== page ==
Why Godzilla hits so hard in 2021

Godzilla and Kong go toe-to-toe in Godzilla vs. Kong Photo: Warner Bros. / Legendary

The Shōwa-era films were unapologetically about something while still being blockbusters, and Godzilla vs. Kong takes that approach too. Its human characters are largely useless, which seems to be the point — they’re living life in miniature compared to the Titans, and any attempts to control a Titan inevitably end in disaster.

Their concerns are insignificant, too; with the world coming down around his ears, Bryan Tyree Henry’s Bernie is still inviting people to guest on his podcast. The film’s general disdain for humanity is most apparent in Walter Simmons, the Donald-Trump-meets-Elon-Musk villain (complete with his daughter/minion Ivanka Maia). Walter, played with sneering hubris by Demián Bichir, thinks domination and control while preserving life for the rich is the key to success amid ecological disaster.

One hallmark of the Shōwa era is that the heroes are usually scientists, journalists, or children, all of whom are concerned with doing right by the monsters — the characters who think use of force is the way to go are relegated to the sidelines, or actively presented as villains. Like its forebears, Godzilla vs. Kong is presenting an argument about the use of adaptation and mitigation with regard to unavoidable change. That seems fitting after a year of pandemic and a climate crisis that has experts re-examining human impact on the environment yet again. Past a certain point, humans can’t use technology to bully life into what they want it to be — they either have to avoid it, live in harmony with it, or learn to change.

That’s what characters had to do in the Shōwa Godzilla movies, too, until the thing that scared them became the defender of their island nation and a symbol that transcended the films themselves. The beast born from nuclear anxiety became something like a friend — by the mid-’60s, a character in a Godzilla movie was more likely to welcome Godzilla’s arrival than to run from it. “Living in harmony with what scares you” sounds as much like a line from a 2020 campaign speech as it sounds like the ultimate message of a kaiju flick, because these themes have become even more pressing in the last decade.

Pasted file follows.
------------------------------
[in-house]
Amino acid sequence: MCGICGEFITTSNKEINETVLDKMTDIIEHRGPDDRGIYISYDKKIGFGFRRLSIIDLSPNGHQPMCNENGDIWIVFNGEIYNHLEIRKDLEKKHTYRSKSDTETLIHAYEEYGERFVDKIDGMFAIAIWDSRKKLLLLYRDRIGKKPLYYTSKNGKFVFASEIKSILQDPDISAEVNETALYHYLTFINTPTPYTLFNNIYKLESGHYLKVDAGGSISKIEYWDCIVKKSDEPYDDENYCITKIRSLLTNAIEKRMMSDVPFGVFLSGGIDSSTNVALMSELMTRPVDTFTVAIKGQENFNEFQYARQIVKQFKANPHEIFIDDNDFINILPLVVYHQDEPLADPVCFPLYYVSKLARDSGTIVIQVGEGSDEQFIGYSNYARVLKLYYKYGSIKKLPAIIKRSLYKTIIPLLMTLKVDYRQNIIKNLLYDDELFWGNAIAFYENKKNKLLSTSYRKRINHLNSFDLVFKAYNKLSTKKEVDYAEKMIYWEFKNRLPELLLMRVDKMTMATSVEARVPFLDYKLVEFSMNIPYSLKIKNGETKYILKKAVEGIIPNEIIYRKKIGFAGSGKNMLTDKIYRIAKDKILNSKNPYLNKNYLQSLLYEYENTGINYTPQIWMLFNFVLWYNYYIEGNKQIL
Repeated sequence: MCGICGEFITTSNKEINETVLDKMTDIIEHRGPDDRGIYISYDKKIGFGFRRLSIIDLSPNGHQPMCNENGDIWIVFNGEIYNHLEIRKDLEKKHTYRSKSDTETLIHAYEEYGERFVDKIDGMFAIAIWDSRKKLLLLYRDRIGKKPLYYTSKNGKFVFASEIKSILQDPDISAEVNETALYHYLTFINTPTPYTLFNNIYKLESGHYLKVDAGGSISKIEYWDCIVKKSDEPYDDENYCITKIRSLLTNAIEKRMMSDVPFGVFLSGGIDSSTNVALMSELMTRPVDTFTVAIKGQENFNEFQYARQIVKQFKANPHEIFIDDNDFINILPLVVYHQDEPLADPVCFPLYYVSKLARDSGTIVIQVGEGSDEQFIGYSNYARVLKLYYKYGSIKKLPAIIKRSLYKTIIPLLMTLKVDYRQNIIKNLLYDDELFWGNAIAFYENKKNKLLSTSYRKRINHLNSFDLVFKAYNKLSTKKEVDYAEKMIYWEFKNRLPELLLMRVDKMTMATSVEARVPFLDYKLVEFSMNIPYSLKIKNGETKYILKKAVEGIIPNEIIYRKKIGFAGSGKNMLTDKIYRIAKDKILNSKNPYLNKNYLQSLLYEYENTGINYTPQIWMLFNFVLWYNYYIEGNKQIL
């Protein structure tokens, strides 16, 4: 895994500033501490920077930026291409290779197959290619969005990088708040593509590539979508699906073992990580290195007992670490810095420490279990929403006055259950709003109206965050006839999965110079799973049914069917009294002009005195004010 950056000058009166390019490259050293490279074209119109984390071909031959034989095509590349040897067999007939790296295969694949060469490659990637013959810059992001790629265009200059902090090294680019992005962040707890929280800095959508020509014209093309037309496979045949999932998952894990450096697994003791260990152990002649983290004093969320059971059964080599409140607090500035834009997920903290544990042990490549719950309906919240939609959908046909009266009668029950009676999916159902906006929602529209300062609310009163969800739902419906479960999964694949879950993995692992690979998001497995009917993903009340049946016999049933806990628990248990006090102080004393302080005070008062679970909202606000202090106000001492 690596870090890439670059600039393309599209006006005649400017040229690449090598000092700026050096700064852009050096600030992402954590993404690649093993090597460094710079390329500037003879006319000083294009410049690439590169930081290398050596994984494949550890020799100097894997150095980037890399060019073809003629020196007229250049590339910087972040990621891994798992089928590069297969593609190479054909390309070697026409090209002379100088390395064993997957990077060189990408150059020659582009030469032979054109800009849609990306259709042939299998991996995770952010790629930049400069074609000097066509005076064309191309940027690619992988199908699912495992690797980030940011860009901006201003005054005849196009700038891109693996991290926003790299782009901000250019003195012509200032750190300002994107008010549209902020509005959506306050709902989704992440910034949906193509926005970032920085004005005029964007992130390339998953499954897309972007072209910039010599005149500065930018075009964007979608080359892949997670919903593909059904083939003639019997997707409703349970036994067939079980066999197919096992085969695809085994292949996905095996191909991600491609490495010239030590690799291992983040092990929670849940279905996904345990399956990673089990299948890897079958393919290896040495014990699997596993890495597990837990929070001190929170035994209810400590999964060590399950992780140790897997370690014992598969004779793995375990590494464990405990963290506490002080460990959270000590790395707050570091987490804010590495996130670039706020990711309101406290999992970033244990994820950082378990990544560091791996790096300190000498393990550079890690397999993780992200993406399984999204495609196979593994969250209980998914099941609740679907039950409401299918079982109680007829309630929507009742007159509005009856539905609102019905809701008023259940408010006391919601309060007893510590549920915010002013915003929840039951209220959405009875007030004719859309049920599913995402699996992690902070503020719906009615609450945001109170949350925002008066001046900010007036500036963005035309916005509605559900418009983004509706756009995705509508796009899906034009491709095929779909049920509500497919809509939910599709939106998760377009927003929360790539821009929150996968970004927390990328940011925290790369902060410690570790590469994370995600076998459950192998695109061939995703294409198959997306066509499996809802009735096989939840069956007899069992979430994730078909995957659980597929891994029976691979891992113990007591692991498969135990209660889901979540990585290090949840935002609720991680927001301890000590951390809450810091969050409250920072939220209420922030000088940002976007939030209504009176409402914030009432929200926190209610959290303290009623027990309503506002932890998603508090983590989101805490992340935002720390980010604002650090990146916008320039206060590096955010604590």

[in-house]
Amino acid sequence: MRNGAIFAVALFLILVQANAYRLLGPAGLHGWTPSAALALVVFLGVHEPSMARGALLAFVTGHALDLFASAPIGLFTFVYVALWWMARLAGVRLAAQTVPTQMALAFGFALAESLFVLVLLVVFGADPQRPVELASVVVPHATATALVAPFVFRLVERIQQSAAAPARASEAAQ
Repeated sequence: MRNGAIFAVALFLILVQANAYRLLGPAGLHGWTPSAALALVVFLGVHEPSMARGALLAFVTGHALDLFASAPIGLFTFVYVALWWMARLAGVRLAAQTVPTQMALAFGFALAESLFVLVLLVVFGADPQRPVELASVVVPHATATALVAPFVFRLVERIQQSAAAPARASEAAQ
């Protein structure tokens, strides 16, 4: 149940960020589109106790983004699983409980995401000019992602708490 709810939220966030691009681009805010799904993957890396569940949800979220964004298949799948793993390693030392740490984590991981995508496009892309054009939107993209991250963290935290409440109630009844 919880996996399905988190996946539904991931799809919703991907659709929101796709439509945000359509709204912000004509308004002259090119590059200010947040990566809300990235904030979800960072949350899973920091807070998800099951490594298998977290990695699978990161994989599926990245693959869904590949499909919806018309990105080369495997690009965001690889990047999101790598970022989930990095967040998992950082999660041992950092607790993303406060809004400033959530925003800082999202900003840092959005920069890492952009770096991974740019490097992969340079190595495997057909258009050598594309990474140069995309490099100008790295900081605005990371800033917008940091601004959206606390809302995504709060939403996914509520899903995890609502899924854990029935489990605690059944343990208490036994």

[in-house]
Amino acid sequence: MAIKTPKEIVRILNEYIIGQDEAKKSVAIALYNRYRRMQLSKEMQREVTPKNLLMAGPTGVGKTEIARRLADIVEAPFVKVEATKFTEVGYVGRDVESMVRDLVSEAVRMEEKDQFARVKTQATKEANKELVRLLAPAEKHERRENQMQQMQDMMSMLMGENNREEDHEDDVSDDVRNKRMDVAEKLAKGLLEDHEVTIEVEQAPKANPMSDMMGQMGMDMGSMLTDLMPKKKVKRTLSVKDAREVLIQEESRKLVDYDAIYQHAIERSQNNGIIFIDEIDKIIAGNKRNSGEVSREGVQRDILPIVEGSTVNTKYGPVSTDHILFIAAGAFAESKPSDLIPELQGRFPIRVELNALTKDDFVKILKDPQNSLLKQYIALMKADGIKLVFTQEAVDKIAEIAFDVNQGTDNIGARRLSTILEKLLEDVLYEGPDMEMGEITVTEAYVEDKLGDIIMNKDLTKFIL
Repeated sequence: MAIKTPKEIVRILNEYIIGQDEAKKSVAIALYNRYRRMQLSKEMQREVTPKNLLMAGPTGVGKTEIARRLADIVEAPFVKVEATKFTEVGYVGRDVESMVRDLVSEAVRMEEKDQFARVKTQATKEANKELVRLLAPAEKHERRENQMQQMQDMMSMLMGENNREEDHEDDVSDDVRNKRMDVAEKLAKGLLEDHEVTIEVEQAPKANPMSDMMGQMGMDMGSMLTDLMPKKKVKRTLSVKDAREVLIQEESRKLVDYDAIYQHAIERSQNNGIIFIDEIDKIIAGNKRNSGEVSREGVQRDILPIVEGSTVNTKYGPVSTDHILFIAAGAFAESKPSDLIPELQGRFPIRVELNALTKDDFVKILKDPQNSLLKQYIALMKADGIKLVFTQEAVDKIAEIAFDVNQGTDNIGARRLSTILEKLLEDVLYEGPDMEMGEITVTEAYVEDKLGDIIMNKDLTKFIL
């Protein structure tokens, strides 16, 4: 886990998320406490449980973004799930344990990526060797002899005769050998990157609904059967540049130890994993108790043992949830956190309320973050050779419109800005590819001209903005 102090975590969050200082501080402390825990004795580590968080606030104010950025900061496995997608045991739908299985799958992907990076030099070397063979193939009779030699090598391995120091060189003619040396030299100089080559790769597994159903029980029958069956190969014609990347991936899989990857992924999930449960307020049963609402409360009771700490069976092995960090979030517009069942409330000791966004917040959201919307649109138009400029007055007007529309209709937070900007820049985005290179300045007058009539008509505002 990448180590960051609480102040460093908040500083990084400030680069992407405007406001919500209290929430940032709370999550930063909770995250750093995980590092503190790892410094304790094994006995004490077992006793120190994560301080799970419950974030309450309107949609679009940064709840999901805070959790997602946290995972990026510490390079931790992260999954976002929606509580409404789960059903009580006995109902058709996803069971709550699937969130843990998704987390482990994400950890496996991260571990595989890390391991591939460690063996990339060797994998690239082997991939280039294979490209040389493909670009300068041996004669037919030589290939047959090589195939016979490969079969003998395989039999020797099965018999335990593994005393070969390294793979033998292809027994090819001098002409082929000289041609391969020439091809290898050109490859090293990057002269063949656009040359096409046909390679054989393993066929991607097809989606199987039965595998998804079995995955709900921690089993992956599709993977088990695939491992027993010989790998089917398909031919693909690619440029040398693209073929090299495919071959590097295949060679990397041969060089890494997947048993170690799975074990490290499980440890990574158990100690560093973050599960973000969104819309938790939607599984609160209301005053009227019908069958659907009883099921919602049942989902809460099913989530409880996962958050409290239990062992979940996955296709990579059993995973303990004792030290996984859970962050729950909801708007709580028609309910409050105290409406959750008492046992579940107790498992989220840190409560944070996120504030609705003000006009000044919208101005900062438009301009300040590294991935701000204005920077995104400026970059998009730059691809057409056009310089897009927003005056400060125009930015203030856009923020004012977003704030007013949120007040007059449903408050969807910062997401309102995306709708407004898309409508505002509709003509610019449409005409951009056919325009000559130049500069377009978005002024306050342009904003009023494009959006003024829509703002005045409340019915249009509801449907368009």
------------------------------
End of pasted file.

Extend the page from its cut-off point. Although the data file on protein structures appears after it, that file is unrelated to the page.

Today, Godzilla is a potent metaphor the same way zombies were during the Cold War. He’s a trauma response, after all, awakened by mankind’s hubris and unwillingness to work together for the common good. We’re beginning to emerge from a long, dark period of our planet’s history, and the future is just as uncertain. We need stories that address that without being a grim, depressing slog. We need stories that revel in the chaos of our modern lives without giving up. Most of all, we need the catharsis of stories about big beefy boys who punch each other good. Godzilla vs. Kong is a movie made by a team who tried to make it the absolute most — the biggest, the loudest, but also the most respectful of the franchise’s history. In the process, they made it into the first Hollywood movie to actually wield the real power of Godzilla.